Miners in northern Spain continue to resist efforts to break their strike against austerity cuts imposed by the Spanish government. In one recent attack, Spain’s paramilitary police force, La Gaurdia Civil, marched into Cinera, a mining town in the province of Leon occupied by striking miners firing rubber bullets and tear gas to disperse the miners.
The Guardia managed to clear the blockades erected by the strikers in Cinera, but it has been difficult for the government to maintain the upper hand as strikers rely on guerilla like tactics to maintain their blockades throughout the provinces of Asturias and Leon where the Spanish coal mines are located.
The strikers, who number about 8,000, have shut down much of the country’s coal production since May 31 when they went on strike to protest the government’s decision to reduce mine subsidies by 190 million euros, or 63 percent of the subsidies’ total.
The subsidies had been negotiated more than a year ago by the miners’ unions and were intended to ease the transition as Europe moves away from using fossil fuels as an energy source. They are due to expire in 2018.
While some of the subsidy money was to be used to keep the mines operating, some of it was to be used to help coal mining communities develop new economies that could provide employment to miners displaced by the transition.
The decision to reduce the subsidies is part of the Spanish austerity program implemented at the insistence of the International Monetary Fund, the World Bank, and the European Central Bank.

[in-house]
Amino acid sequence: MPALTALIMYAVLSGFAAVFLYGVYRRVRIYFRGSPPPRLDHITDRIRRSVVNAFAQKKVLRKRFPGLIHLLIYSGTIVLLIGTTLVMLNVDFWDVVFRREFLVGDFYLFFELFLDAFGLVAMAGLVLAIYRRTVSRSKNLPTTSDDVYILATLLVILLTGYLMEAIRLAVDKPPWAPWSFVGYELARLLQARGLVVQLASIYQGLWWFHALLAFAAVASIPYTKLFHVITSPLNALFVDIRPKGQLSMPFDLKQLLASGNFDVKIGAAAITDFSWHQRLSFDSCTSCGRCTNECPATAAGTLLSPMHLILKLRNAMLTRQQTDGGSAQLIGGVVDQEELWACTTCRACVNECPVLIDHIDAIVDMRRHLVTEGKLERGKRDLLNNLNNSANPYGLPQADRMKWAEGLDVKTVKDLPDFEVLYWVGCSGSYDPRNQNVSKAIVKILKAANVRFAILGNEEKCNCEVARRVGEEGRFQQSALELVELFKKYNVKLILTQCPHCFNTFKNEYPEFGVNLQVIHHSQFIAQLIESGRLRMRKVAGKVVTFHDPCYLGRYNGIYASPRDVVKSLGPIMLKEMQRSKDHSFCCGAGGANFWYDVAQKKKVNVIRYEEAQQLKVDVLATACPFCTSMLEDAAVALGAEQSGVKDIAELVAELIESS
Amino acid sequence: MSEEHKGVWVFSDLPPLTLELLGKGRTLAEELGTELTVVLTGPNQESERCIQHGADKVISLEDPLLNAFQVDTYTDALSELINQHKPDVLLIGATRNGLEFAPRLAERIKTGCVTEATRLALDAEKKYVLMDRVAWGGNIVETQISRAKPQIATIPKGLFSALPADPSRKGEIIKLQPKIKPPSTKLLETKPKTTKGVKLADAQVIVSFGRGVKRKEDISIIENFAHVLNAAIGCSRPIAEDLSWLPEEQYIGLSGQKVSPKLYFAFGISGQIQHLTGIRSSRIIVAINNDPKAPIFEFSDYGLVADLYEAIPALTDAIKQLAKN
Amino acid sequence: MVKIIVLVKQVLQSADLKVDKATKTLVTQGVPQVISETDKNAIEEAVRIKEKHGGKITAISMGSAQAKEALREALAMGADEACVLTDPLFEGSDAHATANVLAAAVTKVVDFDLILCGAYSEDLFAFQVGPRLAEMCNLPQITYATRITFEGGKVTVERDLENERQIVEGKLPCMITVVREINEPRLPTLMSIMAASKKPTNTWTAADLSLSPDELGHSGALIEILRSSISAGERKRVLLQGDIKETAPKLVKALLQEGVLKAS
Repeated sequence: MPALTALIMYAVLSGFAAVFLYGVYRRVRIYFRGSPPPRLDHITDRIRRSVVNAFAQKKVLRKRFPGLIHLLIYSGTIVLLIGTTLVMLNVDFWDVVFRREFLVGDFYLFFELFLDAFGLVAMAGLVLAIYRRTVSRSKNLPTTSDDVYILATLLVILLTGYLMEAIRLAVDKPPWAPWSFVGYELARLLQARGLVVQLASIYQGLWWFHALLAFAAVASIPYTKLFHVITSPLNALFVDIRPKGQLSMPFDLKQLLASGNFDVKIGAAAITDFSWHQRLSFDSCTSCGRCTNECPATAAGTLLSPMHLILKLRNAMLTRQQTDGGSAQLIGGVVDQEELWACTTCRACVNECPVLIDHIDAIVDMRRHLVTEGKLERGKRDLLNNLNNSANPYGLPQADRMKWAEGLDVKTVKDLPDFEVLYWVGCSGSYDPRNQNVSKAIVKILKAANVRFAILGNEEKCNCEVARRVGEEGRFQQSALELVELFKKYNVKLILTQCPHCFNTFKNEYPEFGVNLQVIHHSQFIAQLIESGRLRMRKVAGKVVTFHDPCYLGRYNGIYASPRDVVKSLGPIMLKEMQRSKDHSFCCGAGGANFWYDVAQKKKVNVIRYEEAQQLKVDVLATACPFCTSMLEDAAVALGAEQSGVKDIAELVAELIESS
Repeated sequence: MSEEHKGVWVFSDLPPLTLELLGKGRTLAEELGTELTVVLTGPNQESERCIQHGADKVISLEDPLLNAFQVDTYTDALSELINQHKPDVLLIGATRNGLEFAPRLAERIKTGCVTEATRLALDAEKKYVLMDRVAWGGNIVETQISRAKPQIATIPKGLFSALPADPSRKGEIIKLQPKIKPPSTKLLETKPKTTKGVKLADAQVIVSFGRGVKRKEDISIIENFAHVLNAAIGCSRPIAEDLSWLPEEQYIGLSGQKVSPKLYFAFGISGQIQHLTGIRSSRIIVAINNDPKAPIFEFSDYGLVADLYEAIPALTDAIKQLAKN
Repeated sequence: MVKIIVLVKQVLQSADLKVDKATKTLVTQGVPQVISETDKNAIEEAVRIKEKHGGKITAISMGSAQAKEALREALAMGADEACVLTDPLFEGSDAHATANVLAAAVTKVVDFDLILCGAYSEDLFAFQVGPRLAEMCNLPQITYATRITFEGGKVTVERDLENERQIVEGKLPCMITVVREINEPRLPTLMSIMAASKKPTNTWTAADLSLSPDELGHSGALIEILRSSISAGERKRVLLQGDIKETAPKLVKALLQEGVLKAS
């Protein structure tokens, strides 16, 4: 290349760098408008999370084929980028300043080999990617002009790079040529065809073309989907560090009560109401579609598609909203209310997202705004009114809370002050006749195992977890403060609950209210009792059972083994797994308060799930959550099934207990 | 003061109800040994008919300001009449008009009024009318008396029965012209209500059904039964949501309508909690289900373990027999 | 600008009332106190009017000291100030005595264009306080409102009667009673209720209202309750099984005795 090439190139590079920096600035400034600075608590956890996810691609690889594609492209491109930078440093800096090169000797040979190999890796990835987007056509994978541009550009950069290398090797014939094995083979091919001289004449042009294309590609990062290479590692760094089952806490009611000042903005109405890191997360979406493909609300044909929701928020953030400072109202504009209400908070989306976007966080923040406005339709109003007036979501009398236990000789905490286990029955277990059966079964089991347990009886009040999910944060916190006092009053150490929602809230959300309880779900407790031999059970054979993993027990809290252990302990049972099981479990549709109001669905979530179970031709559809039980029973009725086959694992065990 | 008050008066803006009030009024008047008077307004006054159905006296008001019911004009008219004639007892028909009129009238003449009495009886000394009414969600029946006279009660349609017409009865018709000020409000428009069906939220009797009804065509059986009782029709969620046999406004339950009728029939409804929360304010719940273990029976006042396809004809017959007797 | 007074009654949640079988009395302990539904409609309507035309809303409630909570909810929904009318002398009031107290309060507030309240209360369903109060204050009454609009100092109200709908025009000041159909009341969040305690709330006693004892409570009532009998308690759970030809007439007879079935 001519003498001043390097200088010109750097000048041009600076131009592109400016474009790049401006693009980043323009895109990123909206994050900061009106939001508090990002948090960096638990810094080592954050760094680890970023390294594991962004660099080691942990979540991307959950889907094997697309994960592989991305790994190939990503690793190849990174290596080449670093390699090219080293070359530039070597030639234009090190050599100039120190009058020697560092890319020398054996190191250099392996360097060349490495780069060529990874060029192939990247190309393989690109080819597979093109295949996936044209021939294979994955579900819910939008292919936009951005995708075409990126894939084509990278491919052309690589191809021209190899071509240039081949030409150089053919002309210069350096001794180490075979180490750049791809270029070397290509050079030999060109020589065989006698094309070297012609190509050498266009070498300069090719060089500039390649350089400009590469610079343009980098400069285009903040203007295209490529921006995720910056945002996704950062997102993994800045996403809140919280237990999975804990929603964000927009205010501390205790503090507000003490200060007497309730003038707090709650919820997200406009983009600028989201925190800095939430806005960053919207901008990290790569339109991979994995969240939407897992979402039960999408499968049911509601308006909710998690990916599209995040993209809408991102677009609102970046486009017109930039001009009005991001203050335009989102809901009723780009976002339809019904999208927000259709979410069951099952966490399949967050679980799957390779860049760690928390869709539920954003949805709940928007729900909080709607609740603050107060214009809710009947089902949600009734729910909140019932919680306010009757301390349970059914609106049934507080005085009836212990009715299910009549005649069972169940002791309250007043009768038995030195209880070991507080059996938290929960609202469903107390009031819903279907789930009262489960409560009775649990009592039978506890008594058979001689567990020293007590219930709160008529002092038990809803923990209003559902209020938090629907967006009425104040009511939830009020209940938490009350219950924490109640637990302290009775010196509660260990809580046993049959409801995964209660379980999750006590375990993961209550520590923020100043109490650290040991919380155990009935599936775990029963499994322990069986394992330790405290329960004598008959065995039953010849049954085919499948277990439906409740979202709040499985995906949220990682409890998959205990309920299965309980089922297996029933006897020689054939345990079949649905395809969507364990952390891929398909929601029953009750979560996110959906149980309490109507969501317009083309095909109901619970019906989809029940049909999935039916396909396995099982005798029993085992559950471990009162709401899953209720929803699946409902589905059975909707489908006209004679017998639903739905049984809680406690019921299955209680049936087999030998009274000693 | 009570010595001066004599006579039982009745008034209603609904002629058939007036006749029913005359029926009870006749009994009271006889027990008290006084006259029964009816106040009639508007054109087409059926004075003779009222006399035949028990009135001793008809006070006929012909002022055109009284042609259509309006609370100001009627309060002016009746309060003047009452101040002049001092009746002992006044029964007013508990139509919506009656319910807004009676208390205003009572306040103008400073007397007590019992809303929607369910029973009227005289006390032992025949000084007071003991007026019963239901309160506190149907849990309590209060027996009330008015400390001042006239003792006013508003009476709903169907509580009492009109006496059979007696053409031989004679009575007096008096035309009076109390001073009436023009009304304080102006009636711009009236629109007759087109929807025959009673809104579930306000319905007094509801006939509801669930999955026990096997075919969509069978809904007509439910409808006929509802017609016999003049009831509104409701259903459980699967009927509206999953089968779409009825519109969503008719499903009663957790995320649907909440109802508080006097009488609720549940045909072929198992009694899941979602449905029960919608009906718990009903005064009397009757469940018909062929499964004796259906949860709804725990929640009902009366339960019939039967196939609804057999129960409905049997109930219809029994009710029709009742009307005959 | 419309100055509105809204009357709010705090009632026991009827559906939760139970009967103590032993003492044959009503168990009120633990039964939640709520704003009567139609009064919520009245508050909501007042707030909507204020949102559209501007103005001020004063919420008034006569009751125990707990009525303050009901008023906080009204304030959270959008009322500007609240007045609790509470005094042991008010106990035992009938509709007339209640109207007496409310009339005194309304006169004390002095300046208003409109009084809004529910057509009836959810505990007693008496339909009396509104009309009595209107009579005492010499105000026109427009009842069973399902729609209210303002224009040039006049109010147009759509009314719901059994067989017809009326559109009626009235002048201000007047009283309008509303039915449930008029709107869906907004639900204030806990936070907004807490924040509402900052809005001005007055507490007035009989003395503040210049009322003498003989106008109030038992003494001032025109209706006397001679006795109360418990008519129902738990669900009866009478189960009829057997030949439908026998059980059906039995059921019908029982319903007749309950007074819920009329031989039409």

Since the strike began, the government has used two tactics to suppress the workers’ resistance: it has minimized media coverage of the strike to deny the miners support from other workers and it has relied heavily on brute force administered by the Guardia Civil.
The Guardia, which Richard Seymour writing in the Guardian says has been “behaving like an occupying force,” has been conducting raids like the one in Cinera, but they have met with stiff resistance.
When the Guardia advances, strikers protect themselves with rocks and other objects. Some have used homemade rocket launchers to fend off Guardia attacks.
In addition to their barricades and blockades, strikers have occupied some mines and town centers close to mines.
Recently, Segundo Menendez Collar, a striker who has worked in the mines for 31 years, traveled to London to address a gathering of trade unionists fighting austerity cuts in the UK to tell them about the miners’ strike.
The government’s decision to end subsidies will result in mass unemployment, Menendez said through a translator. “We’re fighting for a basic right to work. These fascists say it’s a privilege to work, but to us, it’s a basic right.”
Menendez said that the subsidies to mines are about 0.02 percent of the money that the Spanish government has given to the bankers in return for their corrupt mismanagement.
He also spoke about the solidarity that the miners have shown in the face of the attacks by the government and said that other workers in the region have come out in support of the miners.
This kind of solidarity should be taking place everywhere, he said. “The crisis that’s happening in Spain is happening all over the world and the response has to be all over the world as well.”
Menendez ended his speech on an inspiring note. “When things go well, we fight,” he told the audience. “When things are just about okay, we fight twice as hard. When things get really tough, there’s only one thing left to do–you fight, you fight, and then you fight some more!
Unite the Resistance in the UK has organized a solidarity fund for the striking miners.